Measures Taken by the Government
According to the Seventh Schedule of the Indian Constitution, “Police” and “Public Order” are State subjects.
Through their Law Enforcement Agencies (LEAs), states and UTs are largely in charge of the prevention, detection, investigation, and prosecution of crimes, including cybercrime. Law enforcement agencies (LEAs) prosecute offenders in accordance with the law’s provisions.
Whereas, the Central Government supports the efforts of the State Governments by providing guidance and financial support through various programs for their capacity building.
A few initiatives taken by the central government to improve the situation are mentioned below-
Cyber Crime Prevention against Women & Children (CCPWC) scheme
Ministry of Home Affairs has provided financial assistance to all the States & UTs to strengthen the mechanism to deal with cyber crimes under Cyber Crime Prevention against Women & Children (CCPWC) scheme.
The scheme is an effort to support the states in setting up cyber forensic-cum-training laboratories, training, and hiring junior cyber consultants.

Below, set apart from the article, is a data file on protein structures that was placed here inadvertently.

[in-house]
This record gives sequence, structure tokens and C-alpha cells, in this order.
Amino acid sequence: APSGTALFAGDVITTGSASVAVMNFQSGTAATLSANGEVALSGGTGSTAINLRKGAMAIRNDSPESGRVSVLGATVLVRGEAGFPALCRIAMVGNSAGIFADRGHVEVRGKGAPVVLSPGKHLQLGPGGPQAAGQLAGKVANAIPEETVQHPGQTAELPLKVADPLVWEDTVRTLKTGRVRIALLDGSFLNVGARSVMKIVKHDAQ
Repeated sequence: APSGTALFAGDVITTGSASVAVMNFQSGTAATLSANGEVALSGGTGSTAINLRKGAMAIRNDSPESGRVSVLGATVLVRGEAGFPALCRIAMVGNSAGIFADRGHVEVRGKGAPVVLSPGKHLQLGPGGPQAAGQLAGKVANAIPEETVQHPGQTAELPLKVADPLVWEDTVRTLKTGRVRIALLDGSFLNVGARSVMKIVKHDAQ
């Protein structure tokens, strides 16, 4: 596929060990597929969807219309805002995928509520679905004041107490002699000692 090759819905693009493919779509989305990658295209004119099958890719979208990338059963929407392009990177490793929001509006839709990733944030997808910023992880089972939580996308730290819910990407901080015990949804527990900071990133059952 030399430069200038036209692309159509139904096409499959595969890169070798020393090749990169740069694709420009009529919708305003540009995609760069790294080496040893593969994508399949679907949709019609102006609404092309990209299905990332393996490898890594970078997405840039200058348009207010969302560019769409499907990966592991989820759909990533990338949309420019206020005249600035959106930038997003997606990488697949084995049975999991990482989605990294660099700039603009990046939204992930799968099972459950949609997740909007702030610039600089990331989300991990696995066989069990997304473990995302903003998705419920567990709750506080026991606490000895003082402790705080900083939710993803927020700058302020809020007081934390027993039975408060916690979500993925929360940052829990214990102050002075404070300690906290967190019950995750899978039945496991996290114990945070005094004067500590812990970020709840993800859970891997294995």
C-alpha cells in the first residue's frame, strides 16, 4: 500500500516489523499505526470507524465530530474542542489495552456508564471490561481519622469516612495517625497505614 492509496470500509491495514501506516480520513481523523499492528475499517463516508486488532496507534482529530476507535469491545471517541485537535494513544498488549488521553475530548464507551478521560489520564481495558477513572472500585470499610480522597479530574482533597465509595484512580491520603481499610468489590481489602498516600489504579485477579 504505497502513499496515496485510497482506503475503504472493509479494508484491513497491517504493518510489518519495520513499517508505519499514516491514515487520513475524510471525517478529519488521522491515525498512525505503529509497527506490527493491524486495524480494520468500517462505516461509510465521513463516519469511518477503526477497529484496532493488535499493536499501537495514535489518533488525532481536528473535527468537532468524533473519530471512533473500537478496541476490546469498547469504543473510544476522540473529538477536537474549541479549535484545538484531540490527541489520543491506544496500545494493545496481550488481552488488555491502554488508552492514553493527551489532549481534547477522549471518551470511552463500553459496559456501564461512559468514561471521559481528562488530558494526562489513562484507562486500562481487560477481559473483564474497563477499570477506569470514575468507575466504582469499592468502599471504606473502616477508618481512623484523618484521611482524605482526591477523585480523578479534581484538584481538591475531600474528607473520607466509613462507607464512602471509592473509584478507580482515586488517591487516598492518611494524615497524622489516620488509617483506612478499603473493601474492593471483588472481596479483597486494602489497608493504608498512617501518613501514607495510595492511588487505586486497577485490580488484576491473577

Under the initiative, cyber forensic-cum-training laboratories have been established in 28 States.
Spreading awareness about cyber crimes
The Central Government has taken action to increase public awareness of cybercrimes, including the issue of alerts and advisories, capacity building and training for law enforcement, prosecutors, and judicial officials, as well as the development of cyberforensic technologies.
Programs are run by the Ministry of Electronics and Information Technology (MeitY) to raise people’s understanding of information security. Information security-specific books, movies, and online resources are created for kids, parents, and general users.
Indian Cyber Crime Coordination Centre (I4C)
To offer a framework and ecosystem for LEAs to deal with cybercrimes in a thorough and coordinated manner, the government established the Indian Cyber Crime Coordination Centre (I4C).
In order to address the issue of jurisdictional complexity, based on hotspots/areas for cybercrime, the I4C has established “Joint Cyber Coordination Teams” in Mewat, Jamtara, Ahmedabad, Hyderabad, Chandigarh, Vishakhapatnam, and Guwahati.